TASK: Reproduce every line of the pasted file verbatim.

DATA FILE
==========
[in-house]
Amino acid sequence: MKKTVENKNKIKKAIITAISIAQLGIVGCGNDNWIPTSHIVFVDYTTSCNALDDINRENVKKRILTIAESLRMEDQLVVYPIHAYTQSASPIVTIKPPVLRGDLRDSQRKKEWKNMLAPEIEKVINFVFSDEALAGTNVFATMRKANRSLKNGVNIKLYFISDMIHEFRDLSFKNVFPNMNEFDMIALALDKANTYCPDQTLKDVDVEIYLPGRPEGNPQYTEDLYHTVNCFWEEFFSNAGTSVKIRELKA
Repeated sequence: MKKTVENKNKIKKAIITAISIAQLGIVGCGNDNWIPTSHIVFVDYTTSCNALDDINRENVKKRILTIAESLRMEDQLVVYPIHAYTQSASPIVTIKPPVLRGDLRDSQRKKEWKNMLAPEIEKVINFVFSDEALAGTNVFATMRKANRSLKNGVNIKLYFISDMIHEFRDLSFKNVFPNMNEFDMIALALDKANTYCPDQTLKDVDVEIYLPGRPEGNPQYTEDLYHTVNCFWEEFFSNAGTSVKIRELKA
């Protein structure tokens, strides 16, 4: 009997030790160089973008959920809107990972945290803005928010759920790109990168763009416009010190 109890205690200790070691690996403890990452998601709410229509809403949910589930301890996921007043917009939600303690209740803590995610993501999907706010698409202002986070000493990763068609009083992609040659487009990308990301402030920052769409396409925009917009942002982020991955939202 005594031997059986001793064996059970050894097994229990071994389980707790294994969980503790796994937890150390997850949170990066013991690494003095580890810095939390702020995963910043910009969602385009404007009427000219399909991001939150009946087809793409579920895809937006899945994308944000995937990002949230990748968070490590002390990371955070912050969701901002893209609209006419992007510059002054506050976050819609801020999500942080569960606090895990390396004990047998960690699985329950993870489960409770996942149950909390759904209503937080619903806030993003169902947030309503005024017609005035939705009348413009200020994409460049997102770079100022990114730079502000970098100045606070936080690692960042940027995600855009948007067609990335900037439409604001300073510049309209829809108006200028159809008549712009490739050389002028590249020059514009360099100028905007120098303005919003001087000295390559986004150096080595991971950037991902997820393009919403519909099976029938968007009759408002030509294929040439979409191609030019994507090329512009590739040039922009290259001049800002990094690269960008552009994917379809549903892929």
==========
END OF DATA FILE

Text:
[in-house]
Amino acid sequence: MKKTVENKNKIKKAIITAISIAQLGIVGCGNDNWIPTSHIVFVDYTTSCNALDDINRENVKKRILTIAESLRMEDQLVVYPIHAYTQSASPIVTIKPPVLRGDLRDSQRKKEWKNMLAPEIEKVINFVFSDEALAGTNVFATMRKANRSLKNGVNIKLYFISDMIHEFRDLSFKNVFPNMNEFDMIALALDKANTYCPDQTLKDVDVEIYLPGRPEGNPQYTEDLYHTVNCFWEEFFSNAGTSVKIRELKA
Repeated sequence: MKKTVENKNKIKKAIITAISIAQLGIVGCGNDNWIPTSHIVFVDYTTSCNALDDINRENVKKRILTIAESLRMEDQLVVYPIHAYTQSASPIVTIKPPVLRGDLRDSQRKKEWKNMLAPEIEKVINFVFSDEALAGTNVFATMRKANRSLKNGVNIKLYFISDMIHEFRDLSFKNVFPNMNEFDMIALALDKANTYCPDQTLKDVDVEIYLPGRPEGNPQYTEDLYHTVNCFWEEFFSNAGTSVKIRELKA
């Protein structure tokens, strides 16, 4: 009997030790160089973008959920809107990972945290803005928010759920790109990168763009416009010190 109890205690200790070691690996403890990452998601709410229509809403949910589930301890996921007043917009939600303690209740803590995610993501999907706010698409202002986070000493990763068609009083992609040659487009990308990301402030920052769409396409925009917009942002982020991955939202 005594031997059986001793064996059970050894097994229990071994389980707790294994969980503790796994937890150390997850949170990066013991690494003095580890810095939390702020995963910043910009969602385009404007009427000219399909991001939150009946087809793409579920895809937006899945994308944000995937990002949230990748968070490590002390990371955070912050969701901002893209609209006419992007510059002054506050976050819609801020999500942080569960606090895990390396004990047998960690699985329950993870489960409770996942149950909390759904209503937080619903806030993003169902947030309503005024017609005035939705009348413009200020994409460049997102770079100022990114730079502000970098100045606070936080690692960042940027995600855009948007067609990335900037439409604001300073510049309209829809108006200028159809008549712009490739050389002028590249020059514009360099100028905007120098303005919003001087000295390559986004150096080595991971950037991902997820393009919403519909099976029938968007009759408002030509294929040439979409191609030019994507090329512009590739040039922009290259001049800002990094690269960008552009994917379809549903892929």